A trial began Monday for Hong Kong tycoon Jimmy Lai and seven other pro-democracy activists charged over their roles in an unauthorised Tiananmen vigil last year, amid a crackdown on political dissent in Hong Kong.
Lai and the seven others, which includes Lee Cheuk-yan, the former chairman of the now-defunct Hong Kong Alliance in Support of Patriotic Democratic Movements of China, face charges of organizing, participating and inciting others to take part in the unauthorised candlelight vigil commemorating the bloody 1989 crackdown on protesters in Beijing's Tiananmen Square.
The eight whose trial started Monday previously pleaded not guilty to the charges against them. Their trial is expected to last 10 days.
Police last year banned the annual vigil for the first time in three decades, citing public health risks from the coronavirus pandemic. Critics believe the ban is part of the crackdown on opposition in the semi-autonomous Chinese territory following months of anti-government protests in 2019.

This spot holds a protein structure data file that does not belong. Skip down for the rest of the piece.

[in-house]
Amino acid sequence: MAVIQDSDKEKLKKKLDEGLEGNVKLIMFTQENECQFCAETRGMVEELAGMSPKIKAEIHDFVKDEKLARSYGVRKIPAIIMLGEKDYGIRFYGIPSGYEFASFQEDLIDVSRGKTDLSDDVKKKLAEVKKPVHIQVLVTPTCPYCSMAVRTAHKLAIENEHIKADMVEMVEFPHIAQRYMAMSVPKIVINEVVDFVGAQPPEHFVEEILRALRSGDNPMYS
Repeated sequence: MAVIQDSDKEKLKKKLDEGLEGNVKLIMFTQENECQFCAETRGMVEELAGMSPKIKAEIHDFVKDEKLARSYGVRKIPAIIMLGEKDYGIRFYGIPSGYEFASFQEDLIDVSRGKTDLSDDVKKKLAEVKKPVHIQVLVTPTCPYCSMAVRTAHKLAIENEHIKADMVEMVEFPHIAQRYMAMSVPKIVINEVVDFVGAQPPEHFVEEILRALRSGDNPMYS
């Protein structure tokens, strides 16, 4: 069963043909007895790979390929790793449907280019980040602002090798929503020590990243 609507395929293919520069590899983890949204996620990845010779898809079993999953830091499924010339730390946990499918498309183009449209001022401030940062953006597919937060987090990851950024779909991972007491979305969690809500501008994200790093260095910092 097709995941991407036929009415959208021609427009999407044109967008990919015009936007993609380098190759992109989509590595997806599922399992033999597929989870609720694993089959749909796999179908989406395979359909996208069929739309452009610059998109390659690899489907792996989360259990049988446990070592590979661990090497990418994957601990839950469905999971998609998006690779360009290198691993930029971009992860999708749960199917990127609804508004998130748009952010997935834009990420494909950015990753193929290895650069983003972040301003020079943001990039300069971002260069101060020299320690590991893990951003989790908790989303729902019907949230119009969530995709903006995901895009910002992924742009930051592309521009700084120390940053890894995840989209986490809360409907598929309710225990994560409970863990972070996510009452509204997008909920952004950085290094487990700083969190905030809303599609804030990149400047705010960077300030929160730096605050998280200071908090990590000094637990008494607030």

More than a dozen activists turned up at the June 4 vigil last year despite the ban, and thousands followed suit, breaking through barriers in spite of police warnings. They set up around Victoria Park to light candles and sing songs.
Police later arrested and charged 26 activists over the vigil, including members of the Hong Kong Alliance that organizes the annual vigil.
The Hong Kong Alliance disbanded in September, amid accusations from the government that the organisation was working for foreign interests. Leaders of the alliance categorically denied the accusations.
Of the 26 activists arrested, 16 of them including prominent Hong Kong activist Joshua Wong have pleaded guilty and were handed jail sentences ranging between four to 10 months. Three were given suspended sentences.
Two other activists in the case, Nathan Law and Sunny Cheung, have fled the city.